Indonesia has big plans to become an Electric Vehicle (EV) power player, relying on the island nation’s abundance of nickel.

Soon-to-be outgoing president Joko Widodo has set his country on course to harness the Energy Transition and expand its mining industry; however, Indonesia’s path will also be complex. As South East Asia’s biggest economy and with close ties to China – a nearby economic behemoth – Indonesia plans to increase its manufacturing base to accommodate Chinese EV production. These ambitions are, of course, helped along by a wealth of critical minerals beneath its soil, particularly the prevalence of nickel. 

Indo has also received significant funding from the communist state to develop its nickel mining industry, putting the two in lockstep towards a broader battery metals partnership. There will be struggles, however, if the country is to drive up the EV supply chain. According to an assistant economist at Oxford Economics, Makoto Tsuchiya, Indonesia must make broad improvements in the interim.

“Their economy needs more skilled labour, deeper industrial infrastructure and more low-carbon energy supplies if it wants to produce batteries or electric vehicles in high volumes,” Tsuchiya said. “The country will also need to offer a more stable business and regulatory environment than it has in the past.”

In addition, Indonesia’s nickel mining industry is dirty, with a significantly larger carbon footprint than the global average. This means exports into Europe and other Western nations will incur extra tariffs based on carbon emissions in the supply chain. These are sometimes referred to as Scope 3 emissions. However, if Indonesia can overcome the hurdles, it may become a leader in the race to net zero, which will benefit its neighbours in the region, including Australia.

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Aussie LNG Workers Secure Pay and Benefits in Chevron Deal

American energy supermajor Chevron has narrowly avoided strike action at its Australian sites after striking a deal with workers over pay and conditions. The planned strike, organised by Chevron’s unionised workforce, was set to affect the companies Gorgon, Wheatstone and offshore facilities, putting about 6% of global LNG supply in jeopardy. After the Fair Work Commission (FWC) stepped in to mediate the discussions, workers under the Offshore Alliance (OA) secured a significant improvement to their conditions.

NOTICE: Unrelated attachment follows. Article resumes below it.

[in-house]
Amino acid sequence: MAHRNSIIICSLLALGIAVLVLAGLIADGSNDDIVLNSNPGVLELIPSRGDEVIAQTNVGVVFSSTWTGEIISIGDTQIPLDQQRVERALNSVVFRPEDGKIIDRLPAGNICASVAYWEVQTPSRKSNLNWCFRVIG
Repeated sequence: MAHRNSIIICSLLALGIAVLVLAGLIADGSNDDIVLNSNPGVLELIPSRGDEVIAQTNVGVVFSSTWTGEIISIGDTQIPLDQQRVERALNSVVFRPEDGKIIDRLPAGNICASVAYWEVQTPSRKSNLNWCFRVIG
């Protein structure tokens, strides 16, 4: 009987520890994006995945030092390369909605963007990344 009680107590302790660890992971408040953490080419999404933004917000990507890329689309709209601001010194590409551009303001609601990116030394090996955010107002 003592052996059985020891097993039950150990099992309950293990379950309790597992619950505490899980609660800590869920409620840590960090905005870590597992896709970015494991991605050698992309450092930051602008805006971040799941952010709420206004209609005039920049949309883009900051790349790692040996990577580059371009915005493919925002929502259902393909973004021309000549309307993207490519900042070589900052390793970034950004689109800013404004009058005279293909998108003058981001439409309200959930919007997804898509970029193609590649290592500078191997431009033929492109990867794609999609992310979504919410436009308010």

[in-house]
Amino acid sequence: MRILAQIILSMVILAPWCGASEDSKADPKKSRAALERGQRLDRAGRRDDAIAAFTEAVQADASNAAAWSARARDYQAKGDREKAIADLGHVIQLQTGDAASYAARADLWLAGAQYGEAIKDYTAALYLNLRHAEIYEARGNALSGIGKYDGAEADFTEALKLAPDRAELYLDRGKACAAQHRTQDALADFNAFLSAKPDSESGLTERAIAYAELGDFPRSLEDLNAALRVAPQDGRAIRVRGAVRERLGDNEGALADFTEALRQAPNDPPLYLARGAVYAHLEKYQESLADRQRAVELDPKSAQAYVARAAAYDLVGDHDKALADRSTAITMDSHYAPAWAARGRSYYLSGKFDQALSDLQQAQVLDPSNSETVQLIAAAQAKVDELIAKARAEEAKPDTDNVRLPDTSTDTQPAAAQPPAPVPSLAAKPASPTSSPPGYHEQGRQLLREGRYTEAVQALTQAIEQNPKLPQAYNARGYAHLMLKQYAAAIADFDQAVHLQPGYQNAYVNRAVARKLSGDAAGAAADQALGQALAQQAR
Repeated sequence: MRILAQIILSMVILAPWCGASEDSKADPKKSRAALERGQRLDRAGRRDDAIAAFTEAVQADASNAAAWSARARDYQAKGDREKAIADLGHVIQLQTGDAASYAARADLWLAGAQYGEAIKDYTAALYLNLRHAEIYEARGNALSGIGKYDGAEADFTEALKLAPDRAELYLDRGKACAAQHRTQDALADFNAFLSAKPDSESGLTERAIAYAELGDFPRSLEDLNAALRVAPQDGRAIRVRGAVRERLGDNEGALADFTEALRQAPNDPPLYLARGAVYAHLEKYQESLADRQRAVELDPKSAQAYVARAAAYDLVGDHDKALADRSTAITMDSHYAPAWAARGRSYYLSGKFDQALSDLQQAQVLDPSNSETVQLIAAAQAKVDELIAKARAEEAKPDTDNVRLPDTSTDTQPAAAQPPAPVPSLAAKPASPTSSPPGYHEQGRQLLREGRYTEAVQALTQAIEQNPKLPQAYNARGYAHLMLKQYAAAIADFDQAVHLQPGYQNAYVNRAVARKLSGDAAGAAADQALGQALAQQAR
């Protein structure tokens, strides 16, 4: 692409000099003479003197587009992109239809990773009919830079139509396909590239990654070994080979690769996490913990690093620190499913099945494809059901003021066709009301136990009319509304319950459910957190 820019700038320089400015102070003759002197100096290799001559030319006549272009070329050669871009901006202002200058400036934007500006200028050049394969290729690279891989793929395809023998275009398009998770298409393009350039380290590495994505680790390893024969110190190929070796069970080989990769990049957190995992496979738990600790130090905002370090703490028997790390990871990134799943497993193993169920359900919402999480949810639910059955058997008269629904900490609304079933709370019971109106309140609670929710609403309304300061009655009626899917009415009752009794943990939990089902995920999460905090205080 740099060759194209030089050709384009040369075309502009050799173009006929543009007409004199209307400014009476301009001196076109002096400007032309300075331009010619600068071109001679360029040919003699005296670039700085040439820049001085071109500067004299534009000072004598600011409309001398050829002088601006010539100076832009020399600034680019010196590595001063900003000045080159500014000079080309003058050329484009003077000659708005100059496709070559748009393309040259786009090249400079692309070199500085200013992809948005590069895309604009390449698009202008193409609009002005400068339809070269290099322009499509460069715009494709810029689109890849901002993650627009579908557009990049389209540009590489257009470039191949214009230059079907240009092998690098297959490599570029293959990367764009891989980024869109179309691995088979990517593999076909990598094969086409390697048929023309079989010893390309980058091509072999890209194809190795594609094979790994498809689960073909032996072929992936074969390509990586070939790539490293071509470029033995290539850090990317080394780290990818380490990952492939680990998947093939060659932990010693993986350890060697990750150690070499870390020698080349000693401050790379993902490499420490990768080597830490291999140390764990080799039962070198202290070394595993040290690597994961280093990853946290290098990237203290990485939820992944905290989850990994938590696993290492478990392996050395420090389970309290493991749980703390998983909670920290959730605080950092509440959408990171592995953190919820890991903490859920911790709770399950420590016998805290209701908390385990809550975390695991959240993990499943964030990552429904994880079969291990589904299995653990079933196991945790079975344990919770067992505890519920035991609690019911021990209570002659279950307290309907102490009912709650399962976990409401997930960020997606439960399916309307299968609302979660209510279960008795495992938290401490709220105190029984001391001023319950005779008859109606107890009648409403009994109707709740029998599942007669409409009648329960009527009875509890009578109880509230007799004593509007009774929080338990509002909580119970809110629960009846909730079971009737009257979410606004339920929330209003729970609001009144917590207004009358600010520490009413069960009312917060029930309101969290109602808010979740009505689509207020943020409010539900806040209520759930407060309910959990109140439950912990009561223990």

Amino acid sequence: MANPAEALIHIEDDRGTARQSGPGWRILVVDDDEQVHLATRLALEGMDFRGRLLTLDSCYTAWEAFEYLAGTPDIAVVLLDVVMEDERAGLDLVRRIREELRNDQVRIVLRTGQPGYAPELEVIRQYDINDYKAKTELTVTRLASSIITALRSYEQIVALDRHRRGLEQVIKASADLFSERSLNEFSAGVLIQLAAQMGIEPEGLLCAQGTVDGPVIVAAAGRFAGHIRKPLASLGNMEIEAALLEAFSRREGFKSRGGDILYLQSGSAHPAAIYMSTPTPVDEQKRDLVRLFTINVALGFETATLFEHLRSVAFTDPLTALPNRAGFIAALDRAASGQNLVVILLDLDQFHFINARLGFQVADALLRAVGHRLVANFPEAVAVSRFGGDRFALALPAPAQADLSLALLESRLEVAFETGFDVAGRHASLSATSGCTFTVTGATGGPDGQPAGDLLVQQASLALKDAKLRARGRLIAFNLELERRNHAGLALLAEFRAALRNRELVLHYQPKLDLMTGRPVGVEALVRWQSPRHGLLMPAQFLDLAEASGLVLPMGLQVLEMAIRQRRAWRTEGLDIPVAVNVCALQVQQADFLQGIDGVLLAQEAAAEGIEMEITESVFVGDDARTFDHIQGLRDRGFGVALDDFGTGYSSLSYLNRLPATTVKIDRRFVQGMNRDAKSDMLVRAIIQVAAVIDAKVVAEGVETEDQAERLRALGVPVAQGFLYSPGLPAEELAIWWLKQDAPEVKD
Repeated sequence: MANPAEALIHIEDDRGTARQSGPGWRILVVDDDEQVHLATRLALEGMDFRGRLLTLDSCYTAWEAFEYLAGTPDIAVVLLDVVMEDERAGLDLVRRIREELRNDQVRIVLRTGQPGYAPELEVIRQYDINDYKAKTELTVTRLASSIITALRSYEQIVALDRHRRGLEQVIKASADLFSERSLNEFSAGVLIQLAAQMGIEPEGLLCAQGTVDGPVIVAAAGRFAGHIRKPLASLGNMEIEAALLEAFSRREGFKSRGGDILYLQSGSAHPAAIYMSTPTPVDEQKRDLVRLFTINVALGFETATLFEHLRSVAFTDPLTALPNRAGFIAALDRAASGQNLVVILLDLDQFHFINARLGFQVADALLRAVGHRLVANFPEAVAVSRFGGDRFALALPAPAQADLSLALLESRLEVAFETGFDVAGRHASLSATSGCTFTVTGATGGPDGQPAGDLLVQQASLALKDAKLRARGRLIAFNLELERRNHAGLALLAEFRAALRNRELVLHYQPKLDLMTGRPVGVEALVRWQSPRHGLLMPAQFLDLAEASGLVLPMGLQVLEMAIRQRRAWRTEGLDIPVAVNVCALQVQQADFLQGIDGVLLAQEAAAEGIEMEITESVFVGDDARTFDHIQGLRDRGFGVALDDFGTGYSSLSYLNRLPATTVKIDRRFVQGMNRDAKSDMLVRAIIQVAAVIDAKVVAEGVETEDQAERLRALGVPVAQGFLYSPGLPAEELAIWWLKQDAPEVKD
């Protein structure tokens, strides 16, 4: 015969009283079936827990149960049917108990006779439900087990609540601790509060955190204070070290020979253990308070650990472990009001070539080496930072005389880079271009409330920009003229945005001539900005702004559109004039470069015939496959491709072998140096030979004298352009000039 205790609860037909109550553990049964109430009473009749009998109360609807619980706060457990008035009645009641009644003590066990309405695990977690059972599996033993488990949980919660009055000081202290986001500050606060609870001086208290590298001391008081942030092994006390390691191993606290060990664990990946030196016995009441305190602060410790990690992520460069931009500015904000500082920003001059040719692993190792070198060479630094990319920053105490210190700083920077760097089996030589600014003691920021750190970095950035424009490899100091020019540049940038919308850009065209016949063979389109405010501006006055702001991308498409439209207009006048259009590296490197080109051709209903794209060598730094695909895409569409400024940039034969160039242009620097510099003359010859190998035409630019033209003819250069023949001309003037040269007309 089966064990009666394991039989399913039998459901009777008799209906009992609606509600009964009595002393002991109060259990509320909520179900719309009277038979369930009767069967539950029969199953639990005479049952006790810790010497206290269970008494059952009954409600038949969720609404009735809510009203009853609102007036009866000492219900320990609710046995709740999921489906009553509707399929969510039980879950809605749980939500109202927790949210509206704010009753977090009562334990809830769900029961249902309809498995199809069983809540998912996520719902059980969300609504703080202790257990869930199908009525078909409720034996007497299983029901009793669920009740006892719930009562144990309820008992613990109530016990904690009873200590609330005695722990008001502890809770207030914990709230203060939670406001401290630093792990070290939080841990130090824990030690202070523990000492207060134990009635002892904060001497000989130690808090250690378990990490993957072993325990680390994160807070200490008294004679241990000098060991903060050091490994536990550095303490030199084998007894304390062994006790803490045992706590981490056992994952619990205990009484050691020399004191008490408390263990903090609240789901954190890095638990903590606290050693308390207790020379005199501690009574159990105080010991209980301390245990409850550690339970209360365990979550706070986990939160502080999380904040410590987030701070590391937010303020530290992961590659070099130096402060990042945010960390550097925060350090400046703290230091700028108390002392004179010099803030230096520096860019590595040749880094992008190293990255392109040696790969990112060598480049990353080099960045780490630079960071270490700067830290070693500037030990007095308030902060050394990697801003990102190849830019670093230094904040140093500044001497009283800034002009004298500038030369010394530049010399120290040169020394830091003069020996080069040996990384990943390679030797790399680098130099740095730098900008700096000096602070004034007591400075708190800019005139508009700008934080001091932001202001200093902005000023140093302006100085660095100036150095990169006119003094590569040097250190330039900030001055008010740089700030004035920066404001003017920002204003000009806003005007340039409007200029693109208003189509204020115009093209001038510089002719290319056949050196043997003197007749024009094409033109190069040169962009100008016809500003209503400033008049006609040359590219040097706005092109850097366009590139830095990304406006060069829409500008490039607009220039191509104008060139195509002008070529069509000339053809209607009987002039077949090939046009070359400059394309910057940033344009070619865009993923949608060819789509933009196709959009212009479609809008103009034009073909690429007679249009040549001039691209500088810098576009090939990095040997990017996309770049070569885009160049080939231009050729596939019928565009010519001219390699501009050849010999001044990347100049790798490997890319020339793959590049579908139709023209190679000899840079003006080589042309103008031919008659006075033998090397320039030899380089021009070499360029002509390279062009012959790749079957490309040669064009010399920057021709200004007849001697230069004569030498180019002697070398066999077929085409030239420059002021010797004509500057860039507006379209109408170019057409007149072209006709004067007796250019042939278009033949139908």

According to Reuters and the Australian Financial Review, the deal includes:

  • Allowances for remote work of A$103,000 (US$66,180) a year for workers on the offshore Wheatstone gas platform.
  • A$85,000 a year for those onshore at the LNG plants at Wheatstone and Gorgon.


OA Fights Chevron to Match Agreed Terms

The OA had been fighting for Chevron to match the terms agreed to by Woodside Energy in its recent deal with the unions. The Woodside deal saw total annual remuneration for offshore platform technicians set at between A$350,233 for entry-level and A$418,337 at the highest tier. 

Over 350 Chevron workers had threatened to strike after negotiations dragged out. Industrial action would have had a steep impact on the 15.6 million tonnes per annum (tpa) Gorgon LNG project, alongside Wheatstone, which has a capacity of 8.9 million tpa and the 16.9 million tpa North West Shelf LNG project. 

In response to the new proposal, Offshore Alliance spokesman Brad Gandy said: “Commissioner Riordan’s (FWC) recommendation contains substantial improvements in terms and conditions of employment, including increased remuneration, job security, locked-in rosters, career progression and returning all employees to a 40% roster.”

The Offshore Alliance will now work with Chevron to finalise the agreement’s drafting, with members soon to cease current industrial action.

The deal also delivered good news for Chevron and its LNG customers worldwide.

“We are also pleased to have continued to meet all our commitments to domestic and international customers during this time,” the company said after the deal was sealed. 


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